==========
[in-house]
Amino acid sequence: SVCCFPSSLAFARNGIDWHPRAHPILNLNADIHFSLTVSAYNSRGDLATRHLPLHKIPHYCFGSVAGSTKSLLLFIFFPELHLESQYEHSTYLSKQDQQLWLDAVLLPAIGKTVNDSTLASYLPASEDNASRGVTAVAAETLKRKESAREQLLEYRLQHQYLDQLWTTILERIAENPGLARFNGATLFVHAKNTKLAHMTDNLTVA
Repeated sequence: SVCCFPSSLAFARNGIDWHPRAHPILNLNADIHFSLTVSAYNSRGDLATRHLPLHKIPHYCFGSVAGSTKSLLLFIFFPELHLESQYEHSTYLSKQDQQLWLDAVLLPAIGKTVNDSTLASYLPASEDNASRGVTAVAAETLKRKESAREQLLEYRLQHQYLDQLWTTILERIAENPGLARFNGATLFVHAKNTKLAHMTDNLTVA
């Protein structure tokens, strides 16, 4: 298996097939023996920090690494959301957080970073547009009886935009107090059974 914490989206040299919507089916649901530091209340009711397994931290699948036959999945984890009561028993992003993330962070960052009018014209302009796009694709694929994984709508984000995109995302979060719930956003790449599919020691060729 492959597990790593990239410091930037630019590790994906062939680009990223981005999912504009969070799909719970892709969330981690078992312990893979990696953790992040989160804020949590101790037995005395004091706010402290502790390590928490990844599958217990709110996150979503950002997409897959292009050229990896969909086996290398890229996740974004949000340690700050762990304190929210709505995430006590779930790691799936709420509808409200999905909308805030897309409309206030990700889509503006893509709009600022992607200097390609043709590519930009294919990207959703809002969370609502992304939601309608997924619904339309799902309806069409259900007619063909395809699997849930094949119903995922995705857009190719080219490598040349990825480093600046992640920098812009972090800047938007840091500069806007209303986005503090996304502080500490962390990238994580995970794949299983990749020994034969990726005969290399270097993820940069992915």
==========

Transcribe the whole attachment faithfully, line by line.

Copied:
[in-house]
Amino acid sequence: SVCCFPSSLAFARNGIDWHPRAHPILNLNADIHFSLTVSAYNSRGDLATRHLPLHKIPHYCFGSVAGSTKSLLLFIFFPELHLESQYEHSTYLSKQDQQLWLDAVLLPAIGKTVNDSTLASYLPASEDNASRGVTAVAAETLKRKESAREQLLEYRLQHQYLDQLWTTILERIAENPGLARFNGATLFVHAKNTKLAHMTDNLTVA
Repeated sequence: SVCCFPSSLAFARNGIDWHPRAHPILNLNADIHFSLTVSAYNSRGDLATRHLPLHKIPHYCFGSVAGSTKSLLLFIFFPELHLESQYEHSTYLSKQDQQLWLDAVLLPAIGKTVNDSTLASYLPASEDNASRGVTAVAAETLKRKESAREQLLEYRLQHQYLDQLWTTILERIAENPGLARFNGATLFVHAKNTKLAHMTDNLTVA
């Protein structure tokens, strides 16, 4: 298996097939023996920090690494959301957080970073547009009886935009107090059974 914490989206040299919507089916649901530091209340009711397994931290699948036959999945984890009561028993992003993330962070960052009018014209302009796009694709694929994984709508984000995109995302979060719930956003790449599919020691060729 492959597990790593990239410091930037630019590790994906062939680009990223981005999912504009969070799909719970892709969330981690078992312990893979990696953790992040989160804020949590101790037995005395004091706010402290502790390590928490990844599958217990709110996150979503950002997409897959292009050229990896969909086996290398890229996740974004949000340690700050762990304190929210709505995430006590779930790691799936709420509808409200999905909308805030897309409309206030990700889509503006893509709009600022992607200097390609043709590519930009294919990207959703809002969370609502992304939601309608997924619904339309799902309806069409259900007619063909395809699997849930094949119903995922995705857009190719080219490598040349990825480093600046992640920098812009972090800047938007840091500069806007209303986005503090996304502080500490962390990238994580995970794949299983990749020994034969990726005969290399270097993820940069992915």